When you were a child, did you want to change the world? I did. So badly. I wanted to right all the wrongs, fix all the problems, stop all the injustices, champion the underdog…. As I got older, this seemed such an insurmountable task that I think part of me just gave up and tried to do the best I could within my own life, but this book brought all that zeal zooming right back into my heart. It made me ask questions like, "What am I doing with my life? What contribution am I here to make?" And I am listening out for that inner voice again, which has grown wiser with age, to guide me.

The book is set in the Deep South during the early 1800s and shines its light on Sarah, the daughter of a wealthy Charlestonian, and Hetty, the slave girl she is given for her 11th birthday. Sarah does not believe in slavery, but is bound by the conventions of her time. The girls are therefore bound to each other and the bond they develop will influence them both deeply throughout their lives. They must each decide how to respond to their powerlessness and find their own place in the world as they grow into women.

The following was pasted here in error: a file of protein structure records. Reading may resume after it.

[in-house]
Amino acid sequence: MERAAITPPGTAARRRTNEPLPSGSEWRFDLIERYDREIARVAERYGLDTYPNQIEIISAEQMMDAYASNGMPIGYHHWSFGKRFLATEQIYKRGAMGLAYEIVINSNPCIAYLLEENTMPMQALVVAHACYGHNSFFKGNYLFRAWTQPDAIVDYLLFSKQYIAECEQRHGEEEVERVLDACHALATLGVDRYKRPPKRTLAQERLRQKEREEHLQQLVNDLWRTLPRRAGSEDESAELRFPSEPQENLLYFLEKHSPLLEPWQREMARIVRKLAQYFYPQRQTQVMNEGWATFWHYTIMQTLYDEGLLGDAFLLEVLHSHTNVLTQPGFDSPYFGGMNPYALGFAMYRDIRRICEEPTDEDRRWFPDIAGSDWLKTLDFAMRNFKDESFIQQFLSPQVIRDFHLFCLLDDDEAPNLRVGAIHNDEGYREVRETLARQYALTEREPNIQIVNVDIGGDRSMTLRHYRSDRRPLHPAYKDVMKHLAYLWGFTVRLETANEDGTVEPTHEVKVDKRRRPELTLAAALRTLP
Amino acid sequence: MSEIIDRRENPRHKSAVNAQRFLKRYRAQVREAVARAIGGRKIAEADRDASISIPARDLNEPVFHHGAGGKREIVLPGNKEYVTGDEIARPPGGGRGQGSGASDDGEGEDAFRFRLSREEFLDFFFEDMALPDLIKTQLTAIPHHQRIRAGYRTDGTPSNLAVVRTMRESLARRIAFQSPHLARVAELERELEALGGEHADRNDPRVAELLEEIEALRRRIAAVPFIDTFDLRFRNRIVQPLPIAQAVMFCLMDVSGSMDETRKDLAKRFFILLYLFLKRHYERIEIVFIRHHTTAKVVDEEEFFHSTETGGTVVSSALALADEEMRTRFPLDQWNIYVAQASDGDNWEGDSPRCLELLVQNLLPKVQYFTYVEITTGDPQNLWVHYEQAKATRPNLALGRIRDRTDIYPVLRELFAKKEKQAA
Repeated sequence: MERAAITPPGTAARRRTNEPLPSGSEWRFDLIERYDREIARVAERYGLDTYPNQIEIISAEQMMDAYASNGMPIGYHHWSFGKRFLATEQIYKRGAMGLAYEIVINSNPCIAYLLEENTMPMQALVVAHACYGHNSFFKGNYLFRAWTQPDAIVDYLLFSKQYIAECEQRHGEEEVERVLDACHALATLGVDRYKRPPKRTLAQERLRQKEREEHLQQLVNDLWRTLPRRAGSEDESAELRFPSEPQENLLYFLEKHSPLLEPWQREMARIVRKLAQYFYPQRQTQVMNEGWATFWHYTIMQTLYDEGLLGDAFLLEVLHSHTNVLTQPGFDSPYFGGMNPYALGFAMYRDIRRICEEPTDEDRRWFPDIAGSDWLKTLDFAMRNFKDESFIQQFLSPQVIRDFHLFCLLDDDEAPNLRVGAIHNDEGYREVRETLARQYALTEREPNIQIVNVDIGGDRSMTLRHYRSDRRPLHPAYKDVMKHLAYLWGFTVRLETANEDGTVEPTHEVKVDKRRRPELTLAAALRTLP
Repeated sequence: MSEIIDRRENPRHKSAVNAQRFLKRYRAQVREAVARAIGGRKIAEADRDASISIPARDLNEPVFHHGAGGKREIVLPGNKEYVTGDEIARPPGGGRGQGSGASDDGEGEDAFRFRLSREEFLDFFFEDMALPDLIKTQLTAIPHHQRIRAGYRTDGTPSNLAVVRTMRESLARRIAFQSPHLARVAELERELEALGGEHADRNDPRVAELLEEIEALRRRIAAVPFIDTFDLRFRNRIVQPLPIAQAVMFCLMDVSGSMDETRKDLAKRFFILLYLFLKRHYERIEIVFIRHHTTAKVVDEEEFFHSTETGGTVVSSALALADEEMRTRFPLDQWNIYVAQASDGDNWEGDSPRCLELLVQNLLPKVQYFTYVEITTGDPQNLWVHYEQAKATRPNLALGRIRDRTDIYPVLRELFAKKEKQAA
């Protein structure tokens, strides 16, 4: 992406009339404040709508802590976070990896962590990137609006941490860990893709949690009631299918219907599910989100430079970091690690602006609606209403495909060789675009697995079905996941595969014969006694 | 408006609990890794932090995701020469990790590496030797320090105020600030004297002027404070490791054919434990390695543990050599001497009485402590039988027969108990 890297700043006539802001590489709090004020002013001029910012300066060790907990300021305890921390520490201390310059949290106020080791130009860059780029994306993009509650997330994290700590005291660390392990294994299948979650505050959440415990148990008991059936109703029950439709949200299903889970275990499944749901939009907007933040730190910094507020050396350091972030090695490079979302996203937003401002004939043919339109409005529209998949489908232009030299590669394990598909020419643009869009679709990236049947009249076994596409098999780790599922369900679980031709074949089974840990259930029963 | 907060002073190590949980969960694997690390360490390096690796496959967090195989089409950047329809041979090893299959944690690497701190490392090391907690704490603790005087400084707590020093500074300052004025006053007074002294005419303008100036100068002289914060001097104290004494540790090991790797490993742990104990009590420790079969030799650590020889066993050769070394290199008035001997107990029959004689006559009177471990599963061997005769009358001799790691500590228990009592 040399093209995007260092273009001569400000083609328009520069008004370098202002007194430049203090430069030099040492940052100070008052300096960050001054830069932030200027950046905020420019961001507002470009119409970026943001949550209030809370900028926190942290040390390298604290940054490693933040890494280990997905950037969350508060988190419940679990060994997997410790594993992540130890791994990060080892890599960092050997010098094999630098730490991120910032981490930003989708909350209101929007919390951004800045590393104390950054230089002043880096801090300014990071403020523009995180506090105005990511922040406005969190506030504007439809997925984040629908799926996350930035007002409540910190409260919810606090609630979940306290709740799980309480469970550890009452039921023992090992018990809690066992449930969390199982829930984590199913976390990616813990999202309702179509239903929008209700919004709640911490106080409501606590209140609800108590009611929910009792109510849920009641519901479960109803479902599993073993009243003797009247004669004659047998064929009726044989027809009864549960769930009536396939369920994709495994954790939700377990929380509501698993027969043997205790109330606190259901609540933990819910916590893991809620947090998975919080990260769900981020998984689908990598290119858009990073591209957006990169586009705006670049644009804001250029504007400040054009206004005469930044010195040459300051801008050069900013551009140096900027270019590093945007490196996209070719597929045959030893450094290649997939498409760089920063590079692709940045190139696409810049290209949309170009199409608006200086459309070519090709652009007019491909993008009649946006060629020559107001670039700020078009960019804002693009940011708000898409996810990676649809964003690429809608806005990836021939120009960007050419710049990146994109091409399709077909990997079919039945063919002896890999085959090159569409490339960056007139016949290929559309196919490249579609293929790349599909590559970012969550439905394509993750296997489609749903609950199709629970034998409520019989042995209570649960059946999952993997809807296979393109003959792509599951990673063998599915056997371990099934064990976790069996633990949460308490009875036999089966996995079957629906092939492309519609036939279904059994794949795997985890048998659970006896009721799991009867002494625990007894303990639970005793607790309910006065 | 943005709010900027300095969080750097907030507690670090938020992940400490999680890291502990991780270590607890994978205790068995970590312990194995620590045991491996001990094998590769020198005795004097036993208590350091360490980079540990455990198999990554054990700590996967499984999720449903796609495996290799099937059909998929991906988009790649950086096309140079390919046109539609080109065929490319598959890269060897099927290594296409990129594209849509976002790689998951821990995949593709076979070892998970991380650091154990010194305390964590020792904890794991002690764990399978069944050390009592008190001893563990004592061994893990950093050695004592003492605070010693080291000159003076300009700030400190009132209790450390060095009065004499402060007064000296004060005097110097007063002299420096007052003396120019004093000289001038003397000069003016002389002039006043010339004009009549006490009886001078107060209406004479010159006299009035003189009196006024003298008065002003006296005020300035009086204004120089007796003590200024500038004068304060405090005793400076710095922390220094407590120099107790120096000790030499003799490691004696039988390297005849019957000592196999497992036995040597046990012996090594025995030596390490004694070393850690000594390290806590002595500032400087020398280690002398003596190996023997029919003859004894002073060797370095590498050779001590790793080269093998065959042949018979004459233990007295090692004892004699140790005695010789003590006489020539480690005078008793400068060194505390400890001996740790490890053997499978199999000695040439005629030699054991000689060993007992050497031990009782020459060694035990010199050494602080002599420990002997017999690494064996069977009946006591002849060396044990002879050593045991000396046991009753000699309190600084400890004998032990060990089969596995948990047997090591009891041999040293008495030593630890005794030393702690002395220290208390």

At one point in the story, Hetty says to Sarah, "My body might be a slave, but not my mind. For you its the other way round." It neatly sums up the way Sue Monk Kidd has woven together their plights. While slaves were subjected to unimaginable cruelty and deprived of all freedoms, women's freedoms were also curtailed at that time: their right to work, vote, own property, have a voice…. The Invention of Wings is, in fact, based on the true story of Sarah Grimk√©, who, along with her sister Angelina, became the first female abolitionist in America, and the first to speak out publicly about equality for both women and slaves. It reminded me that one person, one brave act, really can change the world.

Books change us too. When Sue Monk Kidd sits down and answers her own calling to put words on the page, her truth goes out into the world and touches the hearts of everyone who reads her stories. Some books become part of your story when you read them. This is one of them.

Wednesday, 5 February 2014

Making Piece

Beth M Howard's Making Piece falls into the Cathartic Grief category, and I know that word "grief" makes you wary. Don't be. This book is uplifting and redemptive, and when it found its way to me, it was like spending time with an empathetic friend who was telling me her story in order to help me heal. The emphasis is not really on the loss, but the forging ahead. The ability to go back to basics and create something new from the bombed-out remains of her previous life. Beth Howard is an extraordinary and inspiring person and her tale is well-worth reading.